Getting to the guts of the matter, both vaping and the gastrointestinal system
11 November 2020
Researchers at the Auckland Bioengineering Institute (ABI) investigating the vaping puzzle, and the finer points of our gut, have been awarded over two million by Te Pūtea Rangahau a Marsden, the Marsden Fund.
Dr Kelly Burrowes from the ABI has received almost $900,000, with which she aims to revolutionise our understanding of electronic cigarettes (ECs) and their impact on lung health.
While ECs are touted as a safer alternative to conventional cigarettes, and could be viewed as a “lesser of two evils” for current cigarette smokers “the health effects of vaping is still a big unknown” says Dr Burrowes.
There has been a steady growth in sales worldwide since ECs appeared in the market and in Aotearoa New Zealand, 3.2 percent of adults use an EC at least once a day. “Yet smokers, healthcare providers and regulators need to be sure that these devices can actually reduce the harm associated with smoking, and we just don’t know enough about them to be sure that they do,” says Dr Burrowes.
“There are major gaps in our understanding of their short-term and long-term health effects, and while this is being addressed by a range of separate research disciplines, there’s poor integration of data across these different research fields, impeding progress towards understanding the potential risks of EC use.”
Dr Burrowes and team will develop a new mathematical framework that integrates different data, including the analysis of what goes into EC aerosols and the effect of those chemicals at a cellular and a whole-organ level on the human lungs.
With the help of state-of-the-art imaging techniques, the team will lead the world’s most advanced study on the impact of EC use on lung health.
Healthcare providers and regulators need to be sure that these devices can actually reduce the harm associated with smoking, and we just don’t know enough about them to be sure that they do.
Dr Timothy Angeli, also at the ABI, has been awarded Marsden funding to research the finer points of the gut – more specifically, how the intestine communicates with the stomach.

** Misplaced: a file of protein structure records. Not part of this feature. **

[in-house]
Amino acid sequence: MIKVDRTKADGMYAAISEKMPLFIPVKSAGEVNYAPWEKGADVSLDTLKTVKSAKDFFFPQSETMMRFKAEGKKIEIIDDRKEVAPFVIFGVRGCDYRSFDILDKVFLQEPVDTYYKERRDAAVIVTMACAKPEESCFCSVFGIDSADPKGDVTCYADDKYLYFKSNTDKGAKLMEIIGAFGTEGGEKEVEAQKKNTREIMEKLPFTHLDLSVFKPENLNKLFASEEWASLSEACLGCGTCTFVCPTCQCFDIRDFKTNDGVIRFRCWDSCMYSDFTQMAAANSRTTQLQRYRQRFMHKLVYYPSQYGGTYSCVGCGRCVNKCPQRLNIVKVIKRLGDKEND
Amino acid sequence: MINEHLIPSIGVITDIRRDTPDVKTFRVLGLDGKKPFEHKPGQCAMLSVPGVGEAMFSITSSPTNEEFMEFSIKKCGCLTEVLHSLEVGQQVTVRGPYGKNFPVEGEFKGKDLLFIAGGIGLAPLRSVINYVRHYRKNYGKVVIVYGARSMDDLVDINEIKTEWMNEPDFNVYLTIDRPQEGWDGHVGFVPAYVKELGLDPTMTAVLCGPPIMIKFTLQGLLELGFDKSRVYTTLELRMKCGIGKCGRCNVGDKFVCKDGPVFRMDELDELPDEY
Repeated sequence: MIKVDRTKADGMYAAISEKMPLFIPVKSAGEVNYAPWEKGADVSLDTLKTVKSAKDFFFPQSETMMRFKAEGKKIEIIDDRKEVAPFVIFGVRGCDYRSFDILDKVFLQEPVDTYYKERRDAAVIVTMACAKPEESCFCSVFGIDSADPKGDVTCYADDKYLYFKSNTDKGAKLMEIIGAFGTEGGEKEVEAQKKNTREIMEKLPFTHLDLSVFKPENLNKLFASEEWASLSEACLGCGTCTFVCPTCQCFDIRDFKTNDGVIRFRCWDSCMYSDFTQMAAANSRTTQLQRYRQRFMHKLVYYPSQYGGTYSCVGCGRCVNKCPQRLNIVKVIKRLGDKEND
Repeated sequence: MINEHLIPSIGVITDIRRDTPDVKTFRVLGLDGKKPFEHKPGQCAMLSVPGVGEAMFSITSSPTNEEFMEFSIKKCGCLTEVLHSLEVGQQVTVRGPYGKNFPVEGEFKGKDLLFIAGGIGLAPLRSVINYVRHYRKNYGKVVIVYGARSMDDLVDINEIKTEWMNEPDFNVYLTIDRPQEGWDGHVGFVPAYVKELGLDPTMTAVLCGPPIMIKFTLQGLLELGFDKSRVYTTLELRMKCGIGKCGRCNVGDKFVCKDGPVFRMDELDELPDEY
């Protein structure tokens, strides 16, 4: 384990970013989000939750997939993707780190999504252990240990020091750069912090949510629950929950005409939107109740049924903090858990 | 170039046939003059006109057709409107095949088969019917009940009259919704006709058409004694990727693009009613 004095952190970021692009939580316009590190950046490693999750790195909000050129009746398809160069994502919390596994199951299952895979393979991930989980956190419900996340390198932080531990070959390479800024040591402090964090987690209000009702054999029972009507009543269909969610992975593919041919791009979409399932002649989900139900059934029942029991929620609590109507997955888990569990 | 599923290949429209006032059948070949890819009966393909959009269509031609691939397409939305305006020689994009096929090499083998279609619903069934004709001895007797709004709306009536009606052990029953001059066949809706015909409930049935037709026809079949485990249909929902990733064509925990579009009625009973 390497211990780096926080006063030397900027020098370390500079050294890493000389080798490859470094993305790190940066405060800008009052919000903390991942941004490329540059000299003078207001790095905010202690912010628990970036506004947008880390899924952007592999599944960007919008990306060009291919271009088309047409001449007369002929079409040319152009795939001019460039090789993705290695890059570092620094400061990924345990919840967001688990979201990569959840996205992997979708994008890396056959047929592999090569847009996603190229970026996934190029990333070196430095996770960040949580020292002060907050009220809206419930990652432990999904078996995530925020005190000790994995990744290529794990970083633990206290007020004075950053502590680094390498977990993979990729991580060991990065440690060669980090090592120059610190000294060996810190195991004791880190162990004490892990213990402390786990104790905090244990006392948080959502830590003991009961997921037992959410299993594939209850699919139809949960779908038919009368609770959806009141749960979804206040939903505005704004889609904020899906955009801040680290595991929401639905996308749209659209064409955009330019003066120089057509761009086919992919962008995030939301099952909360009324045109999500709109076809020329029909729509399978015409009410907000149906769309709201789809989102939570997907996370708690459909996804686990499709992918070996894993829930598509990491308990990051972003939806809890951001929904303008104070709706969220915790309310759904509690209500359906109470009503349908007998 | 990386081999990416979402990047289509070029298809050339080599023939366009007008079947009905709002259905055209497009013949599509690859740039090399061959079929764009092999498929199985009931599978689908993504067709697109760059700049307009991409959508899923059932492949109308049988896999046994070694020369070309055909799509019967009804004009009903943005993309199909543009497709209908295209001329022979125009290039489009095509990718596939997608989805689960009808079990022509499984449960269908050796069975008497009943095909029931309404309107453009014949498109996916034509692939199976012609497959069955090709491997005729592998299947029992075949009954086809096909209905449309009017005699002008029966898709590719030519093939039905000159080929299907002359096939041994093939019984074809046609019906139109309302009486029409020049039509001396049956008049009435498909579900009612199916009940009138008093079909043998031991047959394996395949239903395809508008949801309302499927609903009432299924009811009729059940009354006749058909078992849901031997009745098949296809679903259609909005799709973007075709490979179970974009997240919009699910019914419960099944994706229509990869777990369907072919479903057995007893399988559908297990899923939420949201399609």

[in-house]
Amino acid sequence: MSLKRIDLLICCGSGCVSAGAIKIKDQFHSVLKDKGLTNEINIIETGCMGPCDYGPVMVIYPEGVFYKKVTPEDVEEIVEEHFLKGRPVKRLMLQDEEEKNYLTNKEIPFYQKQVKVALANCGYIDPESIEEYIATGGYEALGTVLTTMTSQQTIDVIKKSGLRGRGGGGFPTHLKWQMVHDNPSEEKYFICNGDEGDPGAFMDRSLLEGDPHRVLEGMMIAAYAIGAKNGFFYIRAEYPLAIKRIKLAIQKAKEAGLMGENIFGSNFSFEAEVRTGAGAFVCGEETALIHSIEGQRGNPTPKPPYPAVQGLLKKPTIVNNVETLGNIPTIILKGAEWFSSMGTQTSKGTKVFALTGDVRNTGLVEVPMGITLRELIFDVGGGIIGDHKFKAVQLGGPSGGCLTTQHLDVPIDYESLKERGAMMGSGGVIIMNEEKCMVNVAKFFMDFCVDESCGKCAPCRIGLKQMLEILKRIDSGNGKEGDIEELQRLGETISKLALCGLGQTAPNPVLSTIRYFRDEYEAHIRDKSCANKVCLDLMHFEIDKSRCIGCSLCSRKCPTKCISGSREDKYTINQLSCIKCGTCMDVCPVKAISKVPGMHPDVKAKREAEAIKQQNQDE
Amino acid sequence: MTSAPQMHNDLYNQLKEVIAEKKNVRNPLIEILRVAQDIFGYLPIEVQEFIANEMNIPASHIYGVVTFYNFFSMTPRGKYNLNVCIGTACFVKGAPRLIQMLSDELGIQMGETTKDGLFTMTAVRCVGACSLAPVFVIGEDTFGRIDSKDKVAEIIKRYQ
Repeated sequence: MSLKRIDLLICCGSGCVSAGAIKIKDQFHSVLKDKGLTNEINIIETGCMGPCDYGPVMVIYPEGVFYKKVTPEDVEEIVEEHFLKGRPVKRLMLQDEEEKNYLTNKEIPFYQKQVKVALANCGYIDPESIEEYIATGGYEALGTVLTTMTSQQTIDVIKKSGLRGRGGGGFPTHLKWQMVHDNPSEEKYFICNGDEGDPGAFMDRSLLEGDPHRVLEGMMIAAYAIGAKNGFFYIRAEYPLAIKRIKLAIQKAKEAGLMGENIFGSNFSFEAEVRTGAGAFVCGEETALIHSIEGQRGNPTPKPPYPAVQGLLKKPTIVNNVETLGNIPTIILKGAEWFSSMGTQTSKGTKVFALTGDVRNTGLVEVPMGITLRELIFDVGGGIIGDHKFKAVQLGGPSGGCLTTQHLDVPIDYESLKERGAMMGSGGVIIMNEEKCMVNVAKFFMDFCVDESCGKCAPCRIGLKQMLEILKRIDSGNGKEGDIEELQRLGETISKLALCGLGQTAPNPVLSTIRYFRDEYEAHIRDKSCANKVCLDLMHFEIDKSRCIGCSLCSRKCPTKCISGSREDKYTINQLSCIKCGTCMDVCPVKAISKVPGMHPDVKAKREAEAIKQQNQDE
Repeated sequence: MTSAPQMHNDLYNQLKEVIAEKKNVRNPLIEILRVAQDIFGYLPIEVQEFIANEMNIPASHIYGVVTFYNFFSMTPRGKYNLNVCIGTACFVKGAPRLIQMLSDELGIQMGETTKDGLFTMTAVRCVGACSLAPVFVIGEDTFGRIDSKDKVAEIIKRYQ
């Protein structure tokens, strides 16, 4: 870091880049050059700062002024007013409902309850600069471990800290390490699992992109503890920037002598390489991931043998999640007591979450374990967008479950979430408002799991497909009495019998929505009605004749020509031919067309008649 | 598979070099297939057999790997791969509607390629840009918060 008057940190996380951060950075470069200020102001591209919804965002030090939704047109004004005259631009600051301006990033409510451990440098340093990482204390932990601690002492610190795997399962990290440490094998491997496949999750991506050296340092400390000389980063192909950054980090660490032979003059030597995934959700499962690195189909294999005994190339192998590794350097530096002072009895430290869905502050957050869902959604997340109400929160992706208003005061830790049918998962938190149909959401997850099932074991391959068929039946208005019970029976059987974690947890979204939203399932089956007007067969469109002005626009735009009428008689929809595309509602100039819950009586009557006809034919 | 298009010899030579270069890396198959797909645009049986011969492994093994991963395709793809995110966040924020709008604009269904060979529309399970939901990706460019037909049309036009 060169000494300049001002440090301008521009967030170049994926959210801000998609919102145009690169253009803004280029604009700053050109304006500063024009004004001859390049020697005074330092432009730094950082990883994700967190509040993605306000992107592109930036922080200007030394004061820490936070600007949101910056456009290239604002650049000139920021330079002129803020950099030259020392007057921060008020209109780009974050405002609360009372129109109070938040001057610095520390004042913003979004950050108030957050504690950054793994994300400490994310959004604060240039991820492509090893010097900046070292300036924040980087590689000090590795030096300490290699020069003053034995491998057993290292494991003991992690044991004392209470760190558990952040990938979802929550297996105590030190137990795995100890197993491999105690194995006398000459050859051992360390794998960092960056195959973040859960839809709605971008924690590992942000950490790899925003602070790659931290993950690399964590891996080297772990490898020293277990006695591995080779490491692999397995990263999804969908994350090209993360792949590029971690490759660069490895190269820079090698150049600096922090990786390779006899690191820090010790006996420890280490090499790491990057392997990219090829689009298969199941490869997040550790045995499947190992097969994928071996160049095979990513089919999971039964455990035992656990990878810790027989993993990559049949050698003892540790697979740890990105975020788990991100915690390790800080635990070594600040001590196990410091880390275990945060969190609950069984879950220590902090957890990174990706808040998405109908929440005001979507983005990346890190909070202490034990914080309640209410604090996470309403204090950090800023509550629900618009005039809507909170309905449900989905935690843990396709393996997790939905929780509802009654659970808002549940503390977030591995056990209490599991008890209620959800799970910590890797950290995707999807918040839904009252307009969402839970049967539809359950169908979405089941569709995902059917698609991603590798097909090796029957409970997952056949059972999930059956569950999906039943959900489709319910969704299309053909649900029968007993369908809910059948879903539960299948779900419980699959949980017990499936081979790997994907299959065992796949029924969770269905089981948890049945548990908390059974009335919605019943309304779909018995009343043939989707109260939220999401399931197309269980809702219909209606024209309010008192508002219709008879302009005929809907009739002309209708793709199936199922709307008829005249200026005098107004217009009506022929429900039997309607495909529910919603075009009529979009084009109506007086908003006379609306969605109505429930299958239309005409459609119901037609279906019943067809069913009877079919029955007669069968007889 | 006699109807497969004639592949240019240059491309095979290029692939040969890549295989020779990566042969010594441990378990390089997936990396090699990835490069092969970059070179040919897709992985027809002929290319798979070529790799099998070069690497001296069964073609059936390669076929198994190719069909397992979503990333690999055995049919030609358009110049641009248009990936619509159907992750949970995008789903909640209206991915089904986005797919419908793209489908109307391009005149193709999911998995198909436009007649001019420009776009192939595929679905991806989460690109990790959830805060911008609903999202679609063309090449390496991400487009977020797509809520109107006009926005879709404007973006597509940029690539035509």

“We bite, we chew, we swallow, we defecate,” says Dr Angeli. “These are the conscious actions that we perform during digestion, but there are also other underlying subconscious processes that move and digest food along our gastrointestinal tract to ultimately power our bodies and, if things go wrong, can seriously affect our health.”
His research will focus on a smooth muscle valve called the ‘pylorus’, a band of smooth muscle at the junction between the stomach and the small intestine. It plays a vital role in digestion, acting as a valve to control the flow of partially digested food from the stomach to the small intestine. The pylorus also selectively blocks or transmits different electrical signals between the stomach and intestine, but the mechanisms of this critical electrical communication remain a mystery.
Dr Angeli and his team will, with $300,000 of Fast Start Marsden funding, develop a high-resolution electrode device to map the electrical activity at this critical connection of the gut.
“Understanding the bioelectrical control between the stomach and intestine, across the pylorus, will help us better understand how digestion is coordinated, and may ultimately offer new treatment options to pylorus-related disorders.”
Associate Professor Peng Du, also a member of the Gastrointestinal Research Group at ABI, will also be investigating the GI tract and has been awarded $900,000 in Marsden funding to do so.
Dr Du’s research is aimed at the development of a virtual model of the pylorus as well as two other major sphincters in the gut, the three main ‘muscular gates’ that regulate the flow of food within the gut.
As he points out, the gut is a complex system, and the controlling ‘gates’ are crucial. If the pylorus doesn’t work properly, for instance, we can suffer from what is commonly known as ‘reflux’, a spectrum disorder that can affect people in different ways, from the minor to the severe. “If it’s a more chronic problem, the acid that is being regurgitated into the oesophagus can burn the lining of the oesophagus, which can possibly lead to cancer.”
He and his team will develop comprehensive models that combine X-ray microtomography (micro-CT) and high-resolution electromechanical mapping to create virtual sphincters. This mathematical modelling can then be used to do predictive simulations of sphincter functions under different physiological conditions.
“An integrated modelling framework incorporating both structural and functional data will provide a new foundation that will guide new discoveries of future therapies, to allow for better neuromuscular control of the gut.”
The digestive system is complicated, he says, and depends upon the actions (the closing and opening) of several sphincters in the gut, which are a combination of muscles and nerves and which are not well understood.
“Ideally we hope our research will lead a platform, for more understanding of the neuromuscular control of the gut. There’s a lot we can do modulating and controlling nerves, so if we have a better understanding of the activity of the nerves, we can use that to normalise gut actions when there are problems.”
“The gut is a complex and intricate organ, and normal functioning involves the coordination of contractions at different points in the gastrointestinal tract,” he says.
“This is something we can take for granted until things go wrong, and it certainly lets us know when it does.”
Margo White I Media adviser
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